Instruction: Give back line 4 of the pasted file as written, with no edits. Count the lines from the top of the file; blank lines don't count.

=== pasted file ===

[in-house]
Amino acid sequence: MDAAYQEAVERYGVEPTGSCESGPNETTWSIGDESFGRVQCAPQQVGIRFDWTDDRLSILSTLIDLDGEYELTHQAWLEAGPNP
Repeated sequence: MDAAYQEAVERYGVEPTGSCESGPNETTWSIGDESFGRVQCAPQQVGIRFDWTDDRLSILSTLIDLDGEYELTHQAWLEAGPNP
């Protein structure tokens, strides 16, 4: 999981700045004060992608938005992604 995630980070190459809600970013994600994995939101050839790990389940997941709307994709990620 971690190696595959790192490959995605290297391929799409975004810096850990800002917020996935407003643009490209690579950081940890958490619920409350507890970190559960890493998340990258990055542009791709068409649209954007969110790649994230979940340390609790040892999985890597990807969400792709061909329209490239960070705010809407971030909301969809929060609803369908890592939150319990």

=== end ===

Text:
């Protein structure tokens, strides 16, 4: 999981700045004060992608938005992604 995630980070190459809600970013994600994995939101050839790990389940997941709307994709990620 971690190696595959790192490959995605290297391929799409975004810096850990800002917020996935407003643009490209690579950081940890958490619920409350507890970190559960890493998340990258990055542009791709068409649209954007969110790649994230979940340390609790040892999985890597990807969400792709061909329209490239960070705010809407971030909301969809929060609803369908890592939150319990």